Bring Out Your Dead ~ Walter Hickey Writes in “LowellIrish”

Lowell historian and Lowell Historical Society genealogist Walter Hickey is not only an avid and meticulous researcher, he is a great story teller. Check out this cross post from Dave McKean’s LowellIrish blog:

Friday, July 27, 2012

Bring Out Your Dead

Source: St Patrick Cemetery (c1920s)
I’ve always had the sneaking suspicion that Walter was reincarnated from the 19th century.  For one, he just knows too much first-hand information about that period.  He is able to quote people who have been dead for 150 years.  He knows intimate facts about people that no one else knows, unless you were there.  And then there is that odd 19th century wit when you aren’t sure if you should smile or take the person seriously.  That’s some pretty strong evidence.  Then you read today’s piece written by Walter and it pretty much closes the case.  One must question where on earth he gets these great stories.
Some visitors to St Patrick’s are savvy enough to question why there were two catholic churches within yards of each other. Fr. McDermott was pastor of St. Pat’s, but then buys a church and opens St. Mary’s, just a few doors down in the 1840s.  One might say the reason was that the old, wooden St. Pat’s could no longer accommodate the growing numbers of Irish Catholics streaming into the Acre especially at the height of the potato famine.  There’s some truth in this, but the story goes much deeper.  Read on.  (D. McKean)
In the 1850’s undertakers were appointed by the Mayor and Board of Alderman. This was an official city position.My original intent was a brief write-up on Terrence Hanavor.  Thanks to the on line availability and indexing of the DAILY CITIZEN, I stumbled across another story.  As to Terrence Hanavor, well known to most of our ancestors, he will have to wait for another day.
Our cast:
Michael Roach – undertaker and sexton of St. Patrick’s Church
Rev. John O’Brien — Pastor of St. Patrick’s Church; in charge of St. Patrick’s Cemetery
Rev. James T. McDermott –  Pastor of St. Mary’s Church
James Farley (Farrelly) –  Sexton of St. Mary’s Church
  Note: His real name is Farley, but he is more often cited as Farrelly in various accounts.  Farrelly will be used throughout.
John McEvoy  –  Attorney and Organist at St. Patrick’s Church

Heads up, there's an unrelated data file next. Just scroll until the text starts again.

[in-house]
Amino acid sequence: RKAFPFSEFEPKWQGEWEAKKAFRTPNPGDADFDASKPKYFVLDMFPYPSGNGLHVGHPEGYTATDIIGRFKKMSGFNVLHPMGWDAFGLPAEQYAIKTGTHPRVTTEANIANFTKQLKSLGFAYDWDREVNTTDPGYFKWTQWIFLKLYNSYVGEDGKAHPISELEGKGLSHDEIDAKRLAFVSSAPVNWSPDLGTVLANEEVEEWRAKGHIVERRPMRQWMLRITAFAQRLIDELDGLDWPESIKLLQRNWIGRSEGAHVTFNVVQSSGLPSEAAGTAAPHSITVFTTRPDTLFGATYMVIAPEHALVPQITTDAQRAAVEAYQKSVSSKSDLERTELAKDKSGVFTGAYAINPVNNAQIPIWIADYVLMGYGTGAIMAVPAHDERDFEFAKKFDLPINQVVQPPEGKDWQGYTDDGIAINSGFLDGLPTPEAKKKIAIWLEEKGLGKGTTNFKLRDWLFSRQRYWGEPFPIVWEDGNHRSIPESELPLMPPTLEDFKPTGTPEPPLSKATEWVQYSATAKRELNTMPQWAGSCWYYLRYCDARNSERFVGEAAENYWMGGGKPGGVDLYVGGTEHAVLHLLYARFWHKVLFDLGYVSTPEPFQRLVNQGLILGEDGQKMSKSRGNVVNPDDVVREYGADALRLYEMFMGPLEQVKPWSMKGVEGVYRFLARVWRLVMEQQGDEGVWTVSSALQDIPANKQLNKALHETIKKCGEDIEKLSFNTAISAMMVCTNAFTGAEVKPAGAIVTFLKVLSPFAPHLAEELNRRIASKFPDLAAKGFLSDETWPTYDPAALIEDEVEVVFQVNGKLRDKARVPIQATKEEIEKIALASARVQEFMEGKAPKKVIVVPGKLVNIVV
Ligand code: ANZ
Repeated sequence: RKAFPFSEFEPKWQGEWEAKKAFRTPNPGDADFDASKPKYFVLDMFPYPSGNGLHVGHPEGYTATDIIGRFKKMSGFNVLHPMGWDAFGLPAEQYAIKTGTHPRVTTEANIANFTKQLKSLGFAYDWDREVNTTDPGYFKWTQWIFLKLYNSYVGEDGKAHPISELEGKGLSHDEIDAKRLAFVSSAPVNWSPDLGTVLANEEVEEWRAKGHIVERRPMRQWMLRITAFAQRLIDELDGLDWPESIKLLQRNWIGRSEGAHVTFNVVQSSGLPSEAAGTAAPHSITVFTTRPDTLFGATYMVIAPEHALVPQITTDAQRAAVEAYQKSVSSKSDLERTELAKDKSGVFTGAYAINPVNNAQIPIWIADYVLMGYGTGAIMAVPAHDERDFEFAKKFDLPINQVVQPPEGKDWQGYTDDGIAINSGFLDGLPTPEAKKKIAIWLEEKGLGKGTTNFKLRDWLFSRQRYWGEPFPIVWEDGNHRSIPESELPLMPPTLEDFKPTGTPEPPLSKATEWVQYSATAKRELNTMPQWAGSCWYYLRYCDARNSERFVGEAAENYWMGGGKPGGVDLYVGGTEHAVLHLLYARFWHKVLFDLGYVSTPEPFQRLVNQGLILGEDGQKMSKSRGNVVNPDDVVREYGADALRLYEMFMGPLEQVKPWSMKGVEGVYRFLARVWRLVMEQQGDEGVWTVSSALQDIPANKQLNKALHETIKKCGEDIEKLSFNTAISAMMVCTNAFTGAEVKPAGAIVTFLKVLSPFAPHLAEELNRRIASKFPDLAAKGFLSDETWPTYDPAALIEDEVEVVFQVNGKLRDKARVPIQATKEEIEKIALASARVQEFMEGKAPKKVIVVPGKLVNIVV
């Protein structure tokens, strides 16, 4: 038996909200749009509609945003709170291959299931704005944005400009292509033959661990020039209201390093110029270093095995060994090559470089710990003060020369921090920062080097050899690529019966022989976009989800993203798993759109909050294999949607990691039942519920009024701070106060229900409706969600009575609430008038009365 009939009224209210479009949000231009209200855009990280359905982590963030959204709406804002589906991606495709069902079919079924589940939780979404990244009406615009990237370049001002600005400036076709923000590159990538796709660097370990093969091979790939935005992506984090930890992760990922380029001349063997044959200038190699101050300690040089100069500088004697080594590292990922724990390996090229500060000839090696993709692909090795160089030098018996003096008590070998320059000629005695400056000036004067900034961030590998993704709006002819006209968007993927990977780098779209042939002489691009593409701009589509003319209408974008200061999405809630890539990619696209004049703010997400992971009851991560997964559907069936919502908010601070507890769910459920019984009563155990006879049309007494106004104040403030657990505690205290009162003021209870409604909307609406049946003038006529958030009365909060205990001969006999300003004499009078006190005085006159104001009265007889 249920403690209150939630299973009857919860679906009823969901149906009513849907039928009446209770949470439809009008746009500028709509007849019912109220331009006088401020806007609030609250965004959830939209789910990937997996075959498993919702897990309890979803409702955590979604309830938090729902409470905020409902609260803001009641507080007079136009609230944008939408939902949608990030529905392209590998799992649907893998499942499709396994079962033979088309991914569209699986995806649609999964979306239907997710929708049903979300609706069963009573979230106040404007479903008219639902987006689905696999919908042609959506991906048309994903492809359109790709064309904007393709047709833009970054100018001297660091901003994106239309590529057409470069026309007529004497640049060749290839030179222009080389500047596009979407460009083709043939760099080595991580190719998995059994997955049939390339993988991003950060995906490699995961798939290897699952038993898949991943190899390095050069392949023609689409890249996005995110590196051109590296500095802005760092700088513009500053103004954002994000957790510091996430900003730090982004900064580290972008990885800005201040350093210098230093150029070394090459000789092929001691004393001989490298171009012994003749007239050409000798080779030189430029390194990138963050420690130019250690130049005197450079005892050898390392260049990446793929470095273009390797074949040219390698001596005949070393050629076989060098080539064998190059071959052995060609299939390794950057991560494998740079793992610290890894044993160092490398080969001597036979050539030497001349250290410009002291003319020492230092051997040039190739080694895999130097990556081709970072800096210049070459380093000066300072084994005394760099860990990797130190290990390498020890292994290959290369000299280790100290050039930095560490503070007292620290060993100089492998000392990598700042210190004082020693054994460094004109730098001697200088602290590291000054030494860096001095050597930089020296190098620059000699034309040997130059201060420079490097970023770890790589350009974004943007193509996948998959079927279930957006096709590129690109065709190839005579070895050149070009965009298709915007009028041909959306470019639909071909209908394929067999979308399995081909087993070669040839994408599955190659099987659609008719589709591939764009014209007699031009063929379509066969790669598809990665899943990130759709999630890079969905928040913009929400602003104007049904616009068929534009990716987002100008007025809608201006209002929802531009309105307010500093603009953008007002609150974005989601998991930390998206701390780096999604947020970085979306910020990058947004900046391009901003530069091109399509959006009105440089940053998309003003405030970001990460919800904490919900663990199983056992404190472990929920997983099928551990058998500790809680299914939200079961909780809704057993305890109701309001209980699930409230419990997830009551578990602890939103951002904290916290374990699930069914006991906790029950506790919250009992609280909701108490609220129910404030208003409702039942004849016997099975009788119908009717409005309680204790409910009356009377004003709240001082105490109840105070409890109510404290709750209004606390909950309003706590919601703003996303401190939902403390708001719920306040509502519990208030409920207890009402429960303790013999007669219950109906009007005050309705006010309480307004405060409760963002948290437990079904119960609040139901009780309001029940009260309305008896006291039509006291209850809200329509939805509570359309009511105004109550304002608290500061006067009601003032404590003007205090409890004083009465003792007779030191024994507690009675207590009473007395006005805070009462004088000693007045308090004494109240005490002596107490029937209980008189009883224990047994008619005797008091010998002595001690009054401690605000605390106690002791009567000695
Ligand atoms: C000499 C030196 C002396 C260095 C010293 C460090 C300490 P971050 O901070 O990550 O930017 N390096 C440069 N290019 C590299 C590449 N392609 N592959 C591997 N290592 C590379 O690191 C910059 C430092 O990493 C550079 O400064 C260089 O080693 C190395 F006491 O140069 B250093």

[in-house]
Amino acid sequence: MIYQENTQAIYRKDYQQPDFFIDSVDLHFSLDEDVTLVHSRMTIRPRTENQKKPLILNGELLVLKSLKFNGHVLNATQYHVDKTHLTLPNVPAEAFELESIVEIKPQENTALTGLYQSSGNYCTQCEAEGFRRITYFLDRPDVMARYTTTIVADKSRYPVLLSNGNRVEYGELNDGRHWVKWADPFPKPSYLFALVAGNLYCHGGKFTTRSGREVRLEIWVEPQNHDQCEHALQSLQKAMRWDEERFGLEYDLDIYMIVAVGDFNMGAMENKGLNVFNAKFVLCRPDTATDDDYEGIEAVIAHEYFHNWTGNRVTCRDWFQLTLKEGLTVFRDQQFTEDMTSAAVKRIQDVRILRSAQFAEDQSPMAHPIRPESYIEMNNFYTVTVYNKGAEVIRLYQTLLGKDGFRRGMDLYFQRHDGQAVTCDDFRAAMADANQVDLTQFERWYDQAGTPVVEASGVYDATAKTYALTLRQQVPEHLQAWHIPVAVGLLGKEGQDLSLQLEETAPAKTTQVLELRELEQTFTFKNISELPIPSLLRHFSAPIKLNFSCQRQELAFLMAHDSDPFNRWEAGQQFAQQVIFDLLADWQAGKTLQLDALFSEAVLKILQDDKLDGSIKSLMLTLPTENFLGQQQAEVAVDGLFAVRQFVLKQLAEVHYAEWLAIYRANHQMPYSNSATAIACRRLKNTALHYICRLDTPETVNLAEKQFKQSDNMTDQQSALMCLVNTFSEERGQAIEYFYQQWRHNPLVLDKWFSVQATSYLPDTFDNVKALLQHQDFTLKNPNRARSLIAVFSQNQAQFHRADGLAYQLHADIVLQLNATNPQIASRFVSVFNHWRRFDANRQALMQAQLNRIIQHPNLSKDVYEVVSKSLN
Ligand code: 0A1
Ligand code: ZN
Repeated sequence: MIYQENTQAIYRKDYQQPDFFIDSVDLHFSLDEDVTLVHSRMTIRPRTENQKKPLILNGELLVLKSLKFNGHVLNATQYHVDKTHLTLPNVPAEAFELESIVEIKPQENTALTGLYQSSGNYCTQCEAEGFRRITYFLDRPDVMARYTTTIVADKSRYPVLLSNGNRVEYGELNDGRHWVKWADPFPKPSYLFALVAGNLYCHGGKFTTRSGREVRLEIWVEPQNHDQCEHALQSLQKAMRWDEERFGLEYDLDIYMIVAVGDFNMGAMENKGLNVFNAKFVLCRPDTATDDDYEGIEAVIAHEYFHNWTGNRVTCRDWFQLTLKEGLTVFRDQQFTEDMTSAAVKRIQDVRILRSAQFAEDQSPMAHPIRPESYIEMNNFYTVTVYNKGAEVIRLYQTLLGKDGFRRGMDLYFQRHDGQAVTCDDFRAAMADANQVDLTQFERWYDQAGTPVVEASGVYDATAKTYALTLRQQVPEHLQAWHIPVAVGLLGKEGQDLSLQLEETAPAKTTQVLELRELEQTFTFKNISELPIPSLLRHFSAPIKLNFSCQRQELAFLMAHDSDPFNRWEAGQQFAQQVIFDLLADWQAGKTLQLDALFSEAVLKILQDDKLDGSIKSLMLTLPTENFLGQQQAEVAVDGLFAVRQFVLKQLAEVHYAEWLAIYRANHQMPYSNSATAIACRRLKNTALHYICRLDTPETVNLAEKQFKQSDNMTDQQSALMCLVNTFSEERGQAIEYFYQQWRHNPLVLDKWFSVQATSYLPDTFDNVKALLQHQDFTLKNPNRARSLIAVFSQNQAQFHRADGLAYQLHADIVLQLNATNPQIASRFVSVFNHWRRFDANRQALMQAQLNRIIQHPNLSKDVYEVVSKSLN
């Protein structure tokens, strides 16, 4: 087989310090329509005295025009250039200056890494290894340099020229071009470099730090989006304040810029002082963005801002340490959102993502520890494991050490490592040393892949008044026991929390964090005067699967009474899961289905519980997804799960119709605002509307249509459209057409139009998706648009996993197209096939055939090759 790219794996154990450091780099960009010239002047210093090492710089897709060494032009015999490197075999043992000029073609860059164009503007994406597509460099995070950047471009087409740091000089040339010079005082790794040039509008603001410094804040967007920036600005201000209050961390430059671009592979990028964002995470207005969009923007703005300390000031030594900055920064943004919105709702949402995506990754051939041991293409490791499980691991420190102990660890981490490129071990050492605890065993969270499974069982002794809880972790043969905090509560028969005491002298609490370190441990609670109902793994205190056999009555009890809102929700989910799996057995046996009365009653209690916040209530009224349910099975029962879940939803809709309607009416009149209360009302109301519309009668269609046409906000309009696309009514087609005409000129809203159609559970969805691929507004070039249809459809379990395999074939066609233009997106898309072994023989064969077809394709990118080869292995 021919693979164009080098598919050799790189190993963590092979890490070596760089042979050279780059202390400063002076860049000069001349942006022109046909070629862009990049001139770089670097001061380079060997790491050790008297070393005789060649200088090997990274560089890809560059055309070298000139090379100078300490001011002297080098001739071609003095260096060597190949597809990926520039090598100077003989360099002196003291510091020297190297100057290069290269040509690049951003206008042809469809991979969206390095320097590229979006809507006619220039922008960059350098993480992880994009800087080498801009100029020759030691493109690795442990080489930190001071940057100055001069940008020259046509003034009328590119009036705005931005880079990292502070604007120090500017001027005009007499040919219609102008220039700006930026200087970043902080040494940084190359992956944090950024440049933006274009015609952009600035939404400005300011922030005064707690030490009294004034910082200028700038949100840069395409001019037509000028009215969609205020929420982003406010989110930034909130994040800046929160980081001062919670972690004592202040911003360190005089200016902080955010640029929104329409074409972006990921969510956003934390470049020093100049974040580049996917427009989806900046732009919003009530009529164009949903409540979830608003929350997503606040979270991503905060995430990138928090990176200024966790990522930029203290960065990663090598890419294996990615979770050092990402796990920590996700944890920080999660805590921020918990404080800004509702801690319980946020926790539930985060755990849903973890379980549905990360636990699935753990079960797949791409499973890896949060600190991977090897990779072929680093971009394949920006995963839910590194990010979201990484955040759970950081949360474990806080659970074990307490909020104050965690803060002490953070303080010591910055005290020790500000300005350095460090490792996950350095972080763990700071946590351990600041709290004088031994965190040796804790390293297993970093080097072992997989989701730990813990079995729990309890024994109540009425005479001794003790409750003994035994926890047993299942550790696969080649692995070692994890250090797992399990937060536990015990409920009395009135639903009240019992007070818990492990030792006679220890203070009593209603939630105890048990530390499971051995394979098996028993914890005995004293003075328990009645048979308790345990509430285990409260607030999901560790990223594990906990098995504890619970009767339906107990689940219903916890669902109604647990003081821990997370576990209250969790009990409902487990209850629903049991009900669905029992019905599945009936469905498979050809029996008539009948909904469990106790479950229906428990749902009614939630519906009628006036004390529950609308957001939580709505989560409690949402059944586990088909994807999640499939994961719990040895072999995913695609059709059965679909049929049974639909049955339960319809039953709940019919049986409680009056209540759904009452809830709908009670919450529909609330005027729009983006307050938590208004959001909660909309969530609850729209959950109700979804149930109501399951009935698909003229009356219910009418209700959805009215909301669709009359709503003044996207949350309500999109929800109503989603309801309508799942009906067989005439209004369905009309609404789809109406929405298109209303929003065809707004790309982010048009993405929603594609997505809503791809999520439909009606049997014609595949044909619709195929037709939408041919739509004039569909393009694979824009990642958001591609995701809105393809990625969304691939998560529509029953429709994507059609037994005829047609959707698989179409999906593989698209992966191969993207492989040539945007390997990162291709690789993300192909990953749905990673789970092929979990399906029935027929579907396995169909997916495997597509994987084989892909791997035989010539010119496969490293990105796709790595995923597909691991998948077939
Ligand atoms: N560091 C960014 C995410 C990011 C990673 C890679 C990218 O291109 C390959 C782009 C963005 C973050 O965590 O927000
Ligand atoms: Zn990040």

The story begins with a petition presented to the City Council on March 24, 1857 requesting the appointment of James Farrelly as undertaker.  The following week the Mayor and Alderman voted to remove Michael Roach from the office of undertaker and appointed James Farrelly in his place.  Farrelly’s appointed was backed by Father James T. McDermott, pastor of St. Mary’s Church.   This set the stage for some fireworks as Roach was Father John O’Brien’s man, and it was understood that he would not allow any undertaker into the Catholic burying ground except Roach.  Father O’Brien was pastor of St. Patrick’s Church and in charge of the cemetery more often referred to as the Catholic Burying Ground..
Although officially removed from office, Roach did not go quietly, probably with encouragement from Rev. O’Brien.  On April 13, he was arraigned in the Lowell Police Court for continuing to act as undertaker after he had been removed from office.  The case was continued to May 4th for examination.    More than a week after his removal, he made returns of five burials to the Superintendent of Burials.  Michael seems to entertain an equal contempt for the city fathers and the English language.  He puts down the various diseases of those he attended as “Water on the brean,” “consomtion,” “hooping coff” and “yellow ganders.”  As a result, Michael was arrested by the police on April 27 on a charge of officiating without authority. In early May, the City Solicitor was directed to apply to the Supreme Judicial Court for an injunction to restrain Michael Roach from serving as undertaker.
After several continuances, his trial was to be in early July.  However, that was not to be.  According to the Daily Citizen and News of July 7, 1857 “The contest whether Michel Roach shall act as undertaker or not, without consent or appointment of the city authorities, has been finally settled.  An injunction has been served on Roach from a higher power than earthly courts, and another has done the job for him that he had done for so many others.  Michael died on Saturday last, of dysentery at the age of sixty-five.  Death has ended the controversy; and as he was superseded in office by one of his own blood and race, we suppose there will be no further endeavor on the part of his friends to keep up an ill feeling.”
That was wishful thinking!
Following the death of Roach, Rev. O’Brien and others petitioned for the appointment of one Patrick Smith as undertaker.  Smith was appointed but Farrelly retained his position.  As a result, there were now two undertakers to tend to the Catholic burials: McDermott’s man, Farrelly, and O’Brien’s man, Smith.
McDermott’s congregation numbered about 800 while O’Brien’s was about 5000.  The two priests had a long-standing bitter personal feud which was amplified by the preference of the Catholic population for burial by Farrelly!  O’Brien was incensed and in March 1858,  he denounced from the pulpit all who would employ Farrelly as being unworthy of the name of Christians and further declared that he would deny ‘christian burial’ to any corpse whom Farrelly would carry to the grave. By August, 1858, Catholics continued to prefer Farrelly over Smith despite the denunciation and threats from O’Brien.  As Rev. O’Brien was the Bishop’s agent for the sale of cemetery lots, he refused to sell lots to any who employed Farrelly as  undertaker, and he filed suit against Farrelly for trespass in burying the dead in the lots they had purchased.